Poker Bet Size
Regardless of whether or not you realize it, you’ve used bet sizing in the past to determine your raise sizes. For instance, if you were trying to force somebody to fold and you went all-in, you used bet sizing to force the fold. Of course, there are more considerations to bet sizing than just going all-in beginning with what your goal is.
What’s your Goal?
The first thing you need to be aware of in regards to bet sizing is what you’re trying to accomplish. Do you want to isolate one opponent pre-flop? Are you making small value bets with the goal of taking your opponent’s stack by the showdown? Whatever your goal is, you need to make appropriate bet sizes to reach this goal.
However, keep in mind through all of this that you don’t want to make the exact same bets in every situation, or else you’ll become predictable. For example, if you make a pot-sized raise in late position every time in hopes of stealing the blinds, players are going to catch onto this. So sometimes it’s correct to vary your bets to sizes that are a little bit outside of your goal. With that being said, let’s look at what you need to do to accomplish each goal.
As you may already know, value betting is raising the maximum amount that you think will be called. To make a sound value bet, you need to have a good idea that your hand is better than the opponent’s, and also keep in mind that you eventually want to take your opponent’s stack. Seeing as how your goal in most value betting situations is to take another player’s stack, there will be times when you will over-bet, thus causing them to fold. But if your value betting skills are good, you’ll make money over the long run with these bigger bets.
Of course, keep in mind that your opponent will play a big part in the size of your value bets too. For example, let’s say that you’re holding AsQs in $3/$6 NL Hold’em on a board of Js-5s-Kc-8s; assuming your opponent is extremely tight and they have a $200 stack, there’s no way you are going to take this entire amount. So instead of throwing out a $60 raise on the turn and a $140 raise on the river, you need to make considerably smaller raises. This way it won’t be so obvious that you’ve hit a flush.
It also helps in these situations if you give your opponent great pot odds to call. For example, in the aforementioned example with the tight player, you’re a lot more likely to get a call after betting $15 into an $80 pot than you are by betting $40 into the same pot. In the end, there are no universal requirements for value bets, and they’ll heavily depend on the opponent.
Forcing an Opponent to Fold
One of the biggest bet sizing mistakes is making gaudy raises in an effort to make opponents fold. Sure these huge raises are more likely to make opponents fold, but they also make you susceptible to huge losses when you’re called. Much like in value betting where you want to bet the maximum that an opponent is willing to call, you bet the minimum that an opponent isn’t willing to call when forcing a fold.
To illustrate this point, let’s say you raise $5 with pocket pair - say 9’s pre-flop and get called by one player; if you don’t like the flop and want to c-bet your opponent, you don’t need to bet four times the pot. Instead, you can bet two-thirds the pot and see if that forces a fold. This way, if your opponent hits the flop and calls or re-raises, you won’t get burned for as many chips.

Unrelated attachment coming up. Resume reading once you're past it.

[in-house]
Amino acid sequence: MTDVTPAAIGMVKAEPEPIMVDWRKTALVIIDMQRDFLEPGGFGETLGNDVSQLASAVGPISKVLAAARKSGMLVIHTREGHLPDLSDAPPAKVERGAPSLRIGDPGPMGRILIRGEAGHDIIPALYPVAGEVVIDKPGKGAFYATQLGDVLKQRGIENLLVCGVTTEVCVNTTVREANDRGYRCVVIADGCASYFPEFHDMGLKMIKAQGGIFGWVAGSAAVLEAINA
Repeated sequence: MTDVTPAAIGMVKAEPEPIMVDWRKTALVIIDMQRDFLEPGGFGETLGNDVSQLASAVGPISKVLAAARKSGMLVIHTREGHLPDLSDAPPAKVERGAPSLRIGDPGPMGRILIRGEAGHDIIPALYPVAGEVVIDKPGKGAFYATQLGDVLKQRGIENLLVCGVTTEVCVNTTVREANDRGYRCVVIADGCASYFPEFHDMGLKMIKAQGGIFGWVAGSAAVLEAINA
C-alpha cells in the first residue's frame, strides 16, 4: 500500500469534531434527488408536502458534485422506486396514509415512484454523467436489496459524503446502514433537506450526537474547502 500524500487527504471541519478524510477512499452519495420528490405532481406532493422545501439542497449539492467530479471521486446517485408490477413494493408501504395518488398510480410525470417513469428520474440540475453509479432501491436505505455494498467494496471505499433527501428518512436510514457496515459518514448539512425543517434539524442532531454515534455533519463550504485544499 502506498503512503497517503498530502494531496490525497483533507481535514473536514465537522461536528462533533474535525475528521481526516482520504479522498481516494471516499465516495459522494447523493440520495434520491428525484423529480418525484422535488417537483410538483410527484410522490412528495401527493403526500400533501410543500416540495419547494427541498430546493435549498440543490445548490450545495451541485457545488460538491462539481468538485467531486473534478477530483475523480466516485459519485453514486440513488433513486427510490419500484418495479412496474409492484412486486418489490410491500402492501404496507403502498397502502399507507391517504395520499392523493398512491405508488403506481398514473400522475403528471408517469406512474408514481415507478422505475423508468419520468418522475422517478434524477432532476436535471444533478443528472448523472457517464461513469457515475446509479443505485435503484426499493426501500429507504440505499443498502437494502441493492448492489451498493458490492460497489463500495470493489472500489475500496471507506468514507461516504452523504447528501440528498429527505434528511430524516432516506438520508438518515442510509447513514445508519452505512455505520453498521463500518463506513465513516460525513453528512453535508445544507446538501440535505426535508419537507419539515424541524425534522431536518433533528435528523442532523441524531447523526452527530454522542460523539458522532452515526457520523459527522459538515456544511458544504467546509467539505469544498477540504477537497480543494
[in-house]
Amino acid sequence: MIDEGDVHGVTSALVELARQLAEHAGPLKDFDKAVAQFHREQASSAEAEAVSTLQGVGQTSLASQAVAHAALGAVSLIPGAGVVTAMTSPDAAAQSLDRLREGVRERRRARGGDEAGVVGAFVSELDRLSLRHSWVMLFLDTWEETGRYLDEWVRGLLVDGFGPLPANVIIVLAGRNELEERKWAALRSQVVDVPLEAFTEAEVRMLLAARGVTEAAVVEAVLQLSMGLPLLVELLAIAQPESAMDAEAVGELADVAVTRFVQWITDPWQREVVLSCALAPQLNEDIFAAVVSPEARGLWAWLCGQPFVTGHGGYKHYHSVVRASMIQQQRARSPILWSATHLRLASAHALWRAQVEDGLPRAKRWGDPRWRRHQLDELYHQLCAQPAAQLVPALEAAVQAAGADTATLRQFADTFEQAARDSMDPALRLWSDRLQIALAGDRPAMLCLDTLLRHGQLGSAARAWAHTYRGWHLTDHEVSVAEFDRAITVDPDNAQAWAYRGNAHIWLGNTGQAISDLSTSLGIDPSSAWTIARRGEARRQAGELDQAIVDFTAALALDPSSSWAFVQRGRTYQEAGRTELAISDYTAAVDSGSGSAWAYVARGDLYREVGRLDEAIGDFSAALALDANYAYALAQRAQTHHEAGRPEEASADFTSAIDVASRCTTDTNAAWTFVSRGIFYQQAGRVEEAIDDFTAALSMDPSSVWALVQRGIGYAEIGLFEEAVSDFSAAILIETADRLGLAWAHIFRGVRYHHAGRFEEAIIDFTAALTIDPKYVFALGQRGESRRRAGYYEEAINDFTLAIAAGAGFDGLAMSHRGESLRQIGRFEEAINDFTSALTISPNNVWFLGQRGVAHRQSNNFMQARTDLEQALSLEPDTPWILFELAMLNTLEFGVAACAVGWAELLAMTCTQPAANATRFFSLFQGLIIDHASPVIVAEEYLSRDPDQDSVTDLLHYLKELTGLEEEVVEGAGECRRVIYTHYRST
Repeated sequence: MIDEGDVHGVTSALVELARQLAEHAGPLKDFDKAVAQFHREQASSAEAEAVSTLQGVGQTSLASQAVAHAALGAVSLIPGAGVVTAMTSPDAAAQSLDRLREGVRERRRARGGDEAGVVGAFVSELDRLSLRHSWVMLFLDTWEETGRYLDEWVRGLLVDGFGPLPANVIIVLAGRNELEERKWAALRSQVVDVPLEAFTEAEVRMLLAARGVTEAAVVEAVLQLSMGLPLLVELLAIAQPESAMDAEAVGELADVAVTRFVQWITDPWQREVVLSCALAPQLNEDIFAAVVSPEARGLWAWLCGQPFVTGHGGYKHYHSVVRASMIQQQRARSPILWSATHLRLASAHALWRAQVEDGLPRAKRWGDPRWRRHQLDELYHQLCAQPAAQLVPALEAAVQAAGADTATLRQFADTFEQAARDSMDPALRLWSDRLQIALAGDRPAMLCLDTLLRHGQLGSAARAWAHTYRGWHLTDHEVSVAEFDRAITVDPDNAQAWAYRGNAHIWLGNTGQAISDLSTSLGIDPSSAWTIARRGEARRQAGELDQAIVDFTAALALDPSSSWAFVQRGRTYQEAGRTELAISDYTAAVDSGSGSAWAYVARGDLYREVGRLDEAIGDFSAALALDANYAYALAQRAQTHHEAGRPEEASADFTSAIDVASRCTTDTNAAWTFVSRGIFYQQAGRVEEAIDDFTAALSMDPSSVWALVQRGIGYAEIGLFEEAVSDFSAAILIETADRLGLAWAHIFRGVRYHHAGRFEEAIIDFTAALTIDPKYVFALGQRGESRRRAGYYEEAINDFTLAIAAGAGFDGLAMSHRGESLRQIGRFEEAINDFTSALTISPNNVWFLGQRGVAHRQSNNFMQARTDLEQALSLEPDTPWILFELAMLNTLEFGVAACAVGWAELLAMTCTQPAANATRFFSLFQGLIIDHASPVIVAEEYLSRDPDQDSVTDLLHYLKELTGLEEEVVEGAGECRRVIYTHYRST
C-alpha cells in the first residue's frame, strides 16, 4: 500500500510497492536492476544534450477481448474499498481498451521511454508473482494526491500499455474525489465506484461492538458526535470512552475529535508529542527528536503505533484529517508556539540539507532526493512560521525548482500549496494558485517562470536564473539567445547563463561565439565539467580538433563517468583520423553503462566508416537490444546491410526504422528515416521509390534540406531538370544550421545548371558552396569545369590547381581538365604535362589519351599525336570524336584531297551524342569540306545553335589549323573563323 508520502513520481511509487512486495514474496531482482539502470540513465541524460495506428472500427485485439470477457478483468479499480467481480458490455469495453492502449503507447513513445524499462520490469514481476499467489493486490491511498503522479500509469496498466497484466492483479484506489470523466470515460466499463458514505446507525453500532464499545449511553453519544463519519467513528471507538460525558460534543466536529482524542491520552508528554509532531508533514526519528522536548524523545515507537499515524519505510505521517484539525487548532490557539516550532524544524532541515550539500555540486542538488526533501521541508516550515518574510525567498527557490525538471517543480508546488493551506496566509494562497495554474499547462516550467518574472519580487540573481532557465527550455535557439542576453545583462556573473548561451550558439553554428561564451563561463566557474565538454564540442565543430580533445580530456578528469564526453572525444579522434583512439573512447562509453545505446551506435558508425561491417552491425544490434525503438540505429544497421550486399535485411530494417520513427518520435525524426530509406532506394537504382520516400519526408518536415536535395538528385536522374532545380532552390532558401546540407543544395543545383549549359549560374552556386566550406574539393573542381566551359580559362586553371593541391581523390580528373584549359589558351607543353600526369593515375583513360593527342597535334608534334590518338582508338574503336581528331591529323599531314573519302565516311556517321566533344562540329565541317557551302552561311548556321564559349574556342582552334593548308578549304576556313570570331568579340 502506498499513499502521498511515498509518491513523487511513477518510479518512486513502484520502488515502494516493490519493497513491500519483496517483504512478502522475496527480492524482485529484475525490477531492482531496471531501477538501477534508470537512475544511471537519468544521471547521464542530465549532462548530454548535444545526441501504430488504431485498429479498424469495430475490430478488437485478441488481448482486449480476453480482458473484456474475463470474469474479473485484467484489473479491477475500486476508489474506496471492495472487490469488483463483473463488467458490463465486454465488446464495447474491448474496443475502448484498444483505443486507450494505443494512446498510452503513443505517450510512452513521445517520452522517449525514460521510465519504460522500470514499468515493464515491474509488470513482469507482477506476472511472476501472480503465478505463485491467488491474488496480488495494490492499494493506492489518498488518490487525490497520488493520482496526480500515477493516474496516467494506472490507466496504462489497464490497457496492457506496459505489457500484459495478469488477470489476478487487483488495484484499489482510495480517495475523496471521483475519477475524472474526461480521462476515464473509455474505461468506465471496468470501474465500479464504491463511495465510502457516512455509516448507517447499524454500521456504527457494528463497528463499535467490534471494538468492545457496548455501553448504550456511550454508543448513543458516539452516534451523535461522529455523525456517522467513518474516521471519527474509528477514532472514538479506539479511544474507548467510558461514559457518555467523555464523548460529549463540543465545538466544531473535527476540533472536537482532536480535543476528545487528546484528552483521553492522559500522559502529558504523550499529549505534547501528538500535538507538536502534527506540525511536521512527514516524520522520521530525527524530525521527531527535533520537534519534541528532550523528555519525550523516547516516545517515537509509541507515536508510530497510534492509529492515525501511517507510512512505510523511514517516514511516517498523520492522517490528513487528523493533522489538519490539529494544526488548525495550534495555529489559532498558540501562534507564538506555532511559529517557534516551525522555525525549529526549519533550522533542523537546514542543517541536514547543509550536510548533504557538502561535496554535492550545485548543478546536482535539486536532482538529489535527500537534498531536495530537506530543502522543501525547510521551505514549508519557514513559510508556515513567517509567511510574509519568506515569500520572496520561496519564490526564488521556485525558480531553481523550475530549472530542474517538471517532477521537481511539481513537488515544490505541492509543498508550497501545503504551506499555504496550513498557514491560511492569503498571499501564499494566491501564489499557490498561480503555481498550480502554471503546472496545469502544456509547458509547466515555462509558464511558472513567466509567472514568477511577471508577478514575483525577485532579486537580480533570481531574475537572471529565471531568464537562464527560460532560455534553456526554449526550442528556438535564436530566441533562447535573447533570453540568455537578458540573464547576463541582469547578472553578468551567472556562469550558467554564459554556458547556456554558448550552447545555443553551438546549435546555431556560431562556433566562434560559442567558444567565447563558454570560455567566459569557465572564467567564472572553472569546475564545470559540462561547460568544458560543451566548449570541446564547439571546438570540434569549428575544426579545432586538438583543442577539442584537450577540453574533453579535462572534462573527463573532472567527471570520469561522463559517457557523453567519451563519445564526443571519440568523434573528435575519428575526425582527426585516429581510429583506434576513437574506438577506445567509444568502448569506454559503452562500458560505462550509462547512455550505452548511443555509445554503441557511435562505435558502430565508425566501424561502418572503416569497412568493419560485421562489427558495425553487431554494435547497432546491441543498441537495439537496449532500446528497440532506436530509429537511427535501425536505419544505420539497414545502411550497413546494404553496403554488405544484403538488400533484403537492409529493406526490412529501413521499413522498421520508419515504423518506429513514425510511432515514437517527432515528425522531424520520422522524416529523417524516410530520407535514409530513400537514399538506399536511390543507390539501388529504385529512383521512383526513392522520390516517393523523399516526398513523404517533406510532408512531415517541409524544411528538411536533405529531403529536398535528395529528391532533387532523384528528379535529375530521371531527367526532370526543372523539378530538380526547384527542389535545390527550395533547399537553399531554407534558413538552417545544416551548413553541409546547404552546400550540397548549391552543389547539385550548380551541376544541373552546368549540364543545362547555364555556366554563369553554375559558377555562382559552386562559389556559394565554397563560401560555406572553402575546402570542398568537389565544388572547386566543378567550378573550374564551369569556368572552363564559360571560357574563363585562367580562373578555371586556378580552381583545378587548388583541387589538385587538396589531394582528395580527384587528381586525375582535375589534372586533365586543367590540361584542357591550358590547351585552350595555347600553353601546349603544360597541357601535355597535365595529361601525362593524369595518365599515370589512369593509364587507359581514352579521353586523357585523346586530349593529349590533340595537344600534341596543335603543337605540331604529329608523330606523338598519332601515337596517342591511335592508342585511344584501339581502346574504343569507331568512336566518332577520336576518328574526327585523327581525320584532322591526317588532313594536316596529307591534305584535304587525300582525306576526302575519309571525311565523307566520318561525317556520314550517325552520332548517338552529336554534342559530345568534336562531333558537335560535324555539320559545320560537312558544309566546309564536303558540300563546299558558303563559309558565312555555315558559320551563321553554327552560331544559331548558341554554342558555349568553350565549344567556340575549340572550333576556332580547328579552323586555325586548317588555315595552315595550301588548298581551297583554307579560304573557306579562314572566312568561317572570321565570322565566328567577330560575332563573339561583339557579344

Betting the minimum that an opponent will fold to takes some practice because you’ll find yourself over-betting and under-betting quite often in the beginning. However, it’s definitely a skill worth honing so you don’t lose massive amounts of chips when you’re called.
Limiting the Field
Sometimes your goal is to limit the amount of players in the pot pre-flop. It's what I personally like to call "thining the herd". For example, if you’re holding pocket aces pre-flop, it’s ideal to have one opponent in the pot instead of a bunch of drawing hands. However, you don’t want to bet so much that you force every player to fold.
Limiting the field is a delicate balance that often depends on the table personality. If the table you’re on is mostly tight, betting fives times the big blind (5xBB) might be too much to keep every player in the hand. So you should keep your pre-flop raises from 3-4xBB to ensure that at least one player calls.
Likewise, on an extremely aggressive table, you may need to increase the size of your pre-flop raise 6-7xBB to isolate an opponent. Whatever the situation is, keep an eye on the table makeup so you’re better able to force players out of the hand pre-flop.
Sometimes you’re in a situation where you can’t execute a goal with bets. This happens a lot when you’re in early position and/or you don’t have much information on your opponents. In these situations, it’s always best to have a standard raise size that you make to show strength or create a table image.
In most cases, a half pot-sized raise is enough to show hand strength, yet not take a big hit if you’re called. As with any other bet sizing aspect though, this standard raise size is subject to change based on how your opponents are reacting. Also, your bet size might vary if you’re in the process of developing a table image.
In any case, you should be constantly thinking about bet sizing no matter whether you’re making a standard raise or trying to make opponents fold. This one concept alone will help you maximize your advantage with value bets, and save lots of chips when trying to make other players fold.